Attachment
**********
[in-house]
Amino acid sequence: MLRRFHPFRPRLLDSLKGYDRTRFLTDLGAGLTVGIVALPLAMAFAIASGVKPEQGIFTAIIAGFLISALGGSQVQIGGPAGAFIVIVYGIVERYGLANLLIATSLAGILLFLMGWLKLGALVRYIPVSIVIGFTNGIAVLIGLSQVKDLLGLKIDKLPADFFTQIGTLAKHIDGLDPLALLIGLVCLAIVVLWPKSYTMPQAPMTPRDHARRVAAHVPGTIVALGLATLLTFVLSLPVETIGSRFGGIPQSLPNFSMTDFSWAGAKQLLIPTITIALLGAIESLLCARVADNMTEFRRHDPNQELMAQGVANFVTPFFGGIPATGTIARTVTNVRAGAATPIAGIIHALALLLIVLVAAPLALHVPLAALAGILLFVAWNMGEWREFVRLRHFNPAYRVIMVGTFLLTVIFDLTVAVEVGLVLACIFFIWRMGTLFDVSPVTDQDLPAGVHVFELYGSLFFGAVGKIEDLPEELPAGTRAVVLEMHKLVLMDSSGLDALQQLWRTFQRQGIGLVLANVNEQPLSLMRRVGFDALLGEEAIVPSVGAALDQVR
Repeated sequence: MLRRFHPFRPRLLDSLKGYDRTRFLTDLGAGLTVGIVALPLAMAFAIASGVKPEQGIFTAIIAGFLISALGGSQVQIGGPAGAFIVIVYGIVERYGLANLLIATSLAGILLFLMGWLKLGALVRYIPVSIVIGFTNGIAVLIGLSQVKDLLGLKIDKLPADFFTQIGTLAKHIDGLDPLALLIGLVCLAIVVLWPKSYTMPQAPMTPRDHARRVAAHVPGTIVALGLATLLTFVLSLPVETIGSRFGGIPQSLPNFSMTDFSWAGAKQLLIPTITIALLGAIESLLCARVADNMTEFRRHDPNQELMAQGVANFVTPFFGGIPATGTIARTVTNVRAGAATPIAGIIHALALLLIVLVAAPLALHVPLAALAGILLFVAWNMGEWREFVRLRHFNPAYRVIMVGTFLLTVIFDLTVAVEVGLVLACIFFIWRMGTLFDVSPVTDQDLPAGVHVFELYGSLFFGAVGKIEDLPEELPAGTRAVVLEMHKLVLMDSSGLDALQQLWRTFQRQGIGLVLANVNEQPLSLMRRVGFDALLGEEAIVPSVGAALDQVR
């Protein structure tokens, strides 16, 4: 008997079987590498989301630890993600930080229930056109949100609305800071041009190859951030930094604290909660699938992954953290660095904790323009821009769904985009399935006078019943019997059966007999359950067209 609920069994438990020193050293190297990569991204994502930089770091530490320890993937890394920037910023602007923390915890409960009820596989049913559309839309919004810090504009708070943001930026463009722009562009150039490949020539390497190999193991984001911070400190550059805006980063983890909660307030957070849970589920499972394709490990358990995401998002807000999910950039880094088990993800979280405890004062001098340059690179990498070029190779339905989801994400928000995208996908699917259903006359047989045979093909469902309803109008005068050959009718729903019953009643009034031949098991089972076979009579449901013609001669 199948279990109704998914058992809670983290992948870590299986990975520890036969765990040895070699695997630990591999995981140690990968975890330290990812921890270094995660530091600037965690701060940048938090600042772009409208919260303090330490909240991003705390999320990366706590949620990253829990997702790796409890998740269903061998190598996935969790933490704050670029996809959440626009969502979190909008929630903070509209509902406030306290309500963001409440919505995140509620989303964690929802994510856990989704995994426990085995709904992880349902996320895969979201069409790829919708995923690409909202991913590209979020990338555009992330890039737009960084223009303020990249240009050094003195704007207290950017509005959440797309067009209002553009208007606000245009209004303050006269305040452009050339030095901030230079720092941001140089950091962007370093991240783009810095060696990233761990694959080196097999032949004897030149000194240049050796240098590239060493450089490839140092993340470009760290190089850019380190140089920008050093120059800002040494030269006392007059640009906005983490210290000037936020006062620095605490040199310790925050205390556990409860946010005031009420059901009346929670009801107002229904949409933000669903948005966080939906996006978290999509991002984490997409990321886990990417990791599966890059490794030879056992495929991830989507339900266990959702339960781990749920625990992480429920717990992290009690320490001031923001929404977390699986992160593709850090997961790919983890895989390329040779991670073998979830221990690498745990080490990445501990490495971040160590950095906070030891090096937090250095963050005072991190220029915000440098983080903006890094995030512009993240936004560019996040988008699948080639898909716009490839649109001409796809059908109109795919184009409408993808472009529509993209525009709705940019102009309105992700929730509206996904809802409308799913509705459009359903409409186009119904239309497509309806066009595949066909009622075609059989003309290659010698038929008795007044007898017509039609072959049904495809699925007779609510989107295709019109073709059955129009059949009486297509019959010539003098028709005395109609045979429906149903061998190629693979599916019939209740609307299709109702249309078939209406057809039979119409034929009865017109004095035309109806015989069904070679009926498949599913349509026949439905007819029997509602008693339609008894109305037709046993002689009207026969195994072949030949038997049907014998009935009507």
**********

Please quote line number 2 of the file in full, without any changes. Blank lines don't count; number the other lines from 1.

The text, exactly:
Amino acid sequence: MLRRFHPFRPRLLDSLKGYDRTRFLTDLGAGLTVGIVALPLAMAFAIASGVKPEQGIFTAIIAGFLISALGGSQVQIGGPAGAFIVIVYGIVERYGLANLLIATSLAGILLFLMGWLKLGALVRYIPVSIVIGFTNGIAVLIGLSQVKDLLGLKIDKLPADFFTQIGTLAKHIDGLDPLALLIGLVCLAIVVLWPKSYTMPQAPMTPRDHARRVAAHVPGTIVALGLATLLTFVLSLPVETIGSRFGGIPQSLPNFSMTDFSWAGAKQLLIPTITIALLGAIESLLCARVADNMTEFRRHDPNQELMAQGVANFVTPFFGGIPATGTIARTVTNVRAGAATPIAGIIHALALLLIVLVAAPLALHVPLAALAGILLFVAWNMGEWREFVRLRHFNPAYRVIMVGTFLLTVIFDLTVAVEVGLVLACIFFIWRMGTLFDVSPVTDQDLPAGVHVFELYGSLFFGAVGKIEDLPEELPAGTRAVVLEMHKLVLMDSSGLDALQQLWRTFQRQGIGLVLANVNEQPLSLMRRVGFDALLGEEAIVPSVGAALDQVR